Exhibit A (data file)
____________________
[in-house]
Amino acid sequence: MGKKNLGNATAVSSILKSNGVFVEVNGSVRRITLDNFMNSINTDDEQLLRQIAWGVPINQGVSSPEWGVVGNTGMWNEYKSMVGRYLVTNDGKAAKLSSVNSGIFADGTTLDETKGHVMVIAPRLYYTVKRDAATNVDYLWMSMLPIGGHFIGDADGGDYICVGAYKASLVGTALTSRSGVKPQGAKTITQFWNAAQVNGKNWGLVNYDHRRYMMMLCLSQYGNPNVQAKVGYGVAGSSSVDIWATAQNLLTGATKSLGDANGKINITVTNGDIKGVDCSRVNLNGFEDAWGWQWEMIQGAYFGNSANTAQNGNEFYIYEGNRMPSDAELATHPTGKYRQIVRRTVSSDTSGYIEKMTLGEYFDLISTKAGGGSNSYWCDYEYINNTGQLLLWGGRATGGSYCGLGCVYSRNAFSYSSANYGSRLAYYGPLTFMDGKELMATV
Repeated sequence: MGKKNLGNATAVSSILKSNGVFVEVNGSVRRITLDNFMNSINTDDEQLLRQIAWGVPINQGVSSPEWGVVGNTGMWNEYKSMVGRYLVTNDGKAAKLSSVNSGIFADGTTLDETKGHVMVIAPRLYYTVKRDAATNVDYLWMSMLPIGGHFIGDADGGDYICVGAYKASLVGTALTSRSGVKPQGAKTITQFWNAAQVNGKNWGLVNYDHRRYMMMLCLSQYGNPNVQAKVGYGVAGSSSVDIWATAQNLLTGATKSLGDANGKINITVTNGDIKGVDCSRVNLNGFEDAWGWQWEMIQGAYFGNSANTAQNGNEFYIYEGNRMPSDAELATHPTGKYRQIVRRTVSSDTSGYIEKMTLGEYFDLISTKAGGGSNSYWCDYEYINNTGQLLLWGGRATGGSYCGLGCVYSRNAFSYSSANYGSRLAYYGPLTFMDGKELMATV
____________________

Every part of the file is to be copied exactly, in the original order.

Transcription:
[in-house]
Amino acid sequence: MGKKNLGNATAVSSILKSNGVFVEVNGSVRRITLDNFMNSINTDDEQLLRQIAWGVPINQGVSSPEWGVVGNTGMWNEYKSMVGRYLVTNDGKAAKLSSVNSGIFADGTTLDETKGHVMVIAPRLYYTVKRDAATNVDYLWMSMLPIGGHFIGDADGGDYICVGAYKASLVGTALTSRSGVKPQGAKTITQFWNAAQVNGKNWGLVNYDHRRYMMMLCLSQYGNPNVQAKVGYGVAGSSSVDIWATAQNLLTGATKSLGDANGKINITVTNGDIKGVDCSRVNLNGFEDAWGWQWEMIQGAYFGNSANTAQNGNEFYIYEGNRMPSDAELATHPTGKYRQIVRRTVSSDTSGYIEKMTLGEYFDLISTKAGGGSNSYWCDYEYINNTGQLLLWGGRATGGSYCGLGCVYSRNAFSYSSANYGSRLAYYGPLTFMDGKELMATV
Repeated sequence: MGKKNLGNATAVSSILKSNGVFVEVNGSVRRITLDNFMNSINTDDEQLLRQIAWGVPINQGVSSPEWGVVGNTGMWNEYKSMVGRYLVTNDGKAAKLSSVNSGIFADGTTLDETKGHVMVIAPRLYYTVKRDAATNVDYLWMSMLPIGGHFIGDADGGDYICVGAYKASLVGTALTSRSGVKPQGAKTITQFWNAAQVNGKNWGLVNYDHRRYMMMLCLSQYGNPNVQAKVGYGVAGSSSVDIWATAQNLLTGATKSLGDANGKINITVTNGDIKGVDCSRVNLNGFEDAWGWQWEMIQGAYFGNSANTAQNGNEFYIYEGNRMPSDAELATHPTGKYRQIVRRTVSSDTSGYIEKMTLGEYFDLISTKAGGGSNSYWCDYEYINNTGQLLLWGGRATGGSYCGLGCVYSRNAFSYSSANYGSRLAYYGPLTFMDGKELMATV